Gophers coach Richard Pitino searched for a way this week to turn his basketball team’s grief over Kobe Bryant’s death into growth, as players studied the NBA icon’s legacy.
The idea turned into a video Pitino’s staff showed of clips from the Los Angeles Lakers’ 1997 playoff loss to the Utah Jazz.
It mainly focused on Bryant’s four air balls that ended his rookie year on a sour note. The lesson: To be great and clutch like Kobe, you first have to deal with failure.
“That was big how he kept at it,” sophomore Gabe Kalscheur said. “It didn’t matter if he air-balled a bunch of shots. He thought the next one was going in.”
The Gophers are hoping the lessons learned from Bryant can help them bounce back after an exasperating loss on the same day the world lost a sports icon.
In preparation for Thursday’s game against No. 19 Illinois in Champaign, Pitino didn’t hide his disappointment in the way his team lacked toughness, lost confidence offensively (shooting 5-for-28 from three-point range) and showed little discipline defensively in Sunday’s 70-52 loss against Michigan State.
Bryant overcame those rookie air balls, becoming one of the sport’s best closers — someone unafraid to put a team on his back with the game on the line and take the last shot.
The Gophers (11-9, 5-5 Big Ten) have witnessed this quality from Marcus Carr, and he’ll square off with another of the Big Ten’s best closers in Ayo Dosunmu, who has helped lift No. 19 Illinois (15-5, 7-2) to six consecutive wins.
Carr, who hit a winning three-pointer in last week’s 62-59 victory at Ohio State, said Bryant was someone he “grew up watching that helped us love the game.”
And after Dosunmu sank a jumper with 0.5 seconds left in Saturday’s game at Michigan, he said the confidence to hit that shot came from watching Bryant.
“He means a lot to me just growing up being my favorite player of all time,” Dosunmu said Wednesday. “When I get into late-game situations on each shot, I don’t try to make the moment too big.”
One statistical measure of a player is how many points he scores in a game’s final minute. Dosunmu took over the Big Ten lead with 19 last weekend, followed by Carr with 17.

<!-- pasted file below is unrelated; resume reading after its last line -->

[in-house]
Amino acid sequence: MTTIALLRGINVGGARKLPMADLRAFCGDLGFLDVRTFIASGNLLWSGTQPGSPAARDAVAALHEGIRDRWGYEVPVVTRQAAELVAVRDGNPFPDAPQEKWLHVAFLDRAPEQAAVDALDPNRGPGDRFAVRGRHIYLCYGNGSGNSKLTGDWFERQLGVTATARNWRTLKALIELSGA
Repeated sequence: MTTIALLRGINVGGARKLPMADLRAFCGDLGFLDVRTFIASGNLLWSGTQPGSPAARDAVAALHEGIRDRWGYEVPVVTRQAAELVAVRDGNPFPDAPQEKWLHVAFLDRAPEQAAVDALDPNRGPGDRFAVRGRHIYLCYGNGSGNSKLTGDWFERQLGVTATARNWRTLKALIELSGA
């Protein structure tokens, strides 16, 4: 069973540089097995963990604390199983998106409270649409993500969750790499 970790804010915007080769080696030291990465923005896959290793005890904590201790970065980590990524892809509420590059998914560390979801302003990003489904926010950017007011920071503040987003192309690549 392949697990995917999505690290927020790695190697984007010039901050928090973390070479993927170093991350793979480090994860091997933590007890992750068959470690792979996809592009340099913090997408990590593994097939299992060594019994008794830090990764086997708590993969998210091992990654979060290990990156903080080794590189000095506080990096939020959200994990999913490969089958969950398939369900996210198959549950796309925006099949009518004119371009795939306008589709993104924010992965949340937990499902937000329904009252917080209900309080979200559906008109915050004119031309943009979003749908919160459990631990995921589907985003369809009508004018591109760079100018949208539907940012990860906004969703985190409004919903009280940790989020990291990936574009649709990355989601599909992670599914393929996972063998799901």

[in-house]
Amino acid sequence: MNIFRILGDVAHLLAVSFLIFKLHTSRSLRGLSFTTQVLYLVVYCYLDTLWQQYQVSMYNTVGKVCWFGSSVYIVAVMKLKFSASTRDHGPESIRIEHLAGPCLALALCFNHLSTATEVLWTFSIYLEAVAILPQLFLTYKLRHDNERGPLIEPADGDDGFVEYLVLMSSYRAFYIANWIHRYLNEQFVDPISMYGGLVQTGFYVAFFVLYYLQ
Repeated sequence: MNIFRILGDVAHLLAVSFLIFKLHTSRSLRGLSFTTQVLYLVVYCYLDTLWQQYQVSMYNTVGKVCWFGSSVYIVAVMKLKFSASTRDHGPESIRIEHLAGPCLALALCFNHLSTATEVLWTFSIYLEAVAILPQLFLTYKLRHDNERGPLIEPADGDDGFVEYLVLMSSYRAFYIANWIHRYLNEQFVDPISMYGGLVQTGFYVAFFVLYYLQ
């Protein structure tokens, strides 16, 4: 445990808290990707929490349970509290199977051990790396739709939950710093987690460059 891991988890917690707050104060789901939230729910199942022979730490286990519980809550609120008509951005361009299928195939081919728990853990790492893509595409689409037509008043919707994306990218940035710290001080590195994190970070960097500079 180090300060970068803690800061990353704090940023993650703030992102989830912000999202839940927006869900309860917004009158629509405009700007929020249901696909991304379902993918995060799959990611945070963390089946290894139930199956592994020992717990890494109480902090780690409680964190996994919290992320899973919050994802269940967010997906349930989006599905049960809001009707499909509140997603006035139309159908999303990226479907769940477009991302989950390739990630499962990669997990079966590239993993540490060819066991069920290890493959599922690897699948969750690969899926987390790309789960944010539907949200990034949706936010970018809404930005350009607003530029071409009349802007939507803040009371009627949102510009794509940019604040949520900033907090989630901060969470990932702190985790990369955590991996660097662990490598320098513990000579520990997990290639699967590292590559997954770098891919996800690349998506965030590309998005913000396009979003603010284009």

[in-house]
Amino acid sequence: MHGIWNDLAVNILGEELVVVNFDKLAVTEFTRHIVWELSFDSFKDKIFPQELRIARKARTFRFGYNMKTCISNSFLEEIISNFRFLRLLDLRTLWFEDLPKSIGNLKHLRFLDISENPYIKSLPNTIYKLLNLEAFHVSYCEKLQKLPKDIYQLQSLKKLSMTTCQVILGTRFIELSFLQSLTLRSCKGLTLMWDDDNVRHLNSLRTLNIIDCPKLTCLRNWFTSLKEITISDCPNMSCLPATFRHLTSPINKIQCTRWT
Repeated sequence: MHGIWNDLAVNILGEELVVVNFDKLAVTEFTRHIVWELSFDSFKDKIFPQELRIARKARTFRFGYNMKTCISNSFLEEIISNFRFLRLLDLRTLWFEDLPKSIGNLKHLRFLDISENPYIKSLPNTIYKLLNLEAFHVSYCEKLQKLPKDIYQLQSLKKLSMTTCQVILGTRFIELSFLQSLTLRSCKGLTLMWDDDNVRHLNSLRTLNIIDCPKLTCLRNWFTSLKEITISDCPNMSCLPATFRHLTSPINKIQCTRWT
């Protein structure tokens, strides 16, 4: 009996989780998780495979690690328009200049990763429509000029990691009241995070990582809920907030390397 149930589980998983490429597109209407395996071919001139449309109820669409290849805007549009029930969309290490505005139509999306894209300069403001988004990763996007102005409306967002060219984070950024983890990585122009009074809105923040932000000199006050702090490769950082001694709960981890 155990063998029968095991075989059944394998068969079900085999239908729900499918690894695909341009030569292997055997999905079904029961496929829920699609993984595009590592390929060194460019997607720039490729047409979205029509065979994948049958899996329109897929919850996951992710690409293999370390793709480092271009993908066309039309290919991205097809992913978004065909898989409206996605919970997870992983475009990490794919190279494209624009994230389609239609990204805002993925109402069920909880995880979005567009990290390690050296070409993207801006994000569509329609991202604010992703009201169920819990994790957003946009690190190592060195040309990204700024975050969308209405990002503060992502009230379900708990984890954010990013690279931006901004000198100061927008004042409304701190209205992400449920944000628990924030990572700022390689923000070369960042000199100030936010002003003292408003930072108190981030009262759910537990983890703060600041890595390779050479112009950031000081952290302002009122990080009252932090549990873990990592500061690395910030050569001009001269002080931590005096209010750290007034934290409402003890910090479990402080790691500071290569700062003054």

With the score 62-62 Saturday against Michigan, Dosunmu drove to the left elbow of the foul line. He broke free from Zavier Simpson with a pump fake and drilled the 15-footer.
“It takes a certain type of guy to want the ball in those type of situations and not fear the miss,” Illinois coach Brad Underwood said.
Dosunmu is averaging 19.2 points and shooting 54% from the field in the past five games.
The Gophers, meanwhile, have relied on Carr’s takeover mentality in big wins this season, which included his career-high 35 points against the Buckeyes on Dec. 15 and 21 points in the rematch last week.
Arguably the highlight of the season so far for the Gophers came in the program’s first victory in Columbus since 2005. After Carr’s floater off the glass tied it with 43 seconds left, the Gophers got another possession.
The 6-2 sophomore used a ball screen at the top of the key from Gabe Kalscheur to break free from the first defender. Carr crossed over to his right and pulled up beyond the arc. The outstretched hand of Ohio State’s C.J. Walker couldn’t stop the ball from dropping through the net.
“I kind of take pride in being a clutch player,” Carr said. “I kind of had nightmares for a long time about the way I played down the stretch [in a double-overtime loss Jan. 2 at Purdue]. That was definitely in the back of my mind that I had to make up for that.”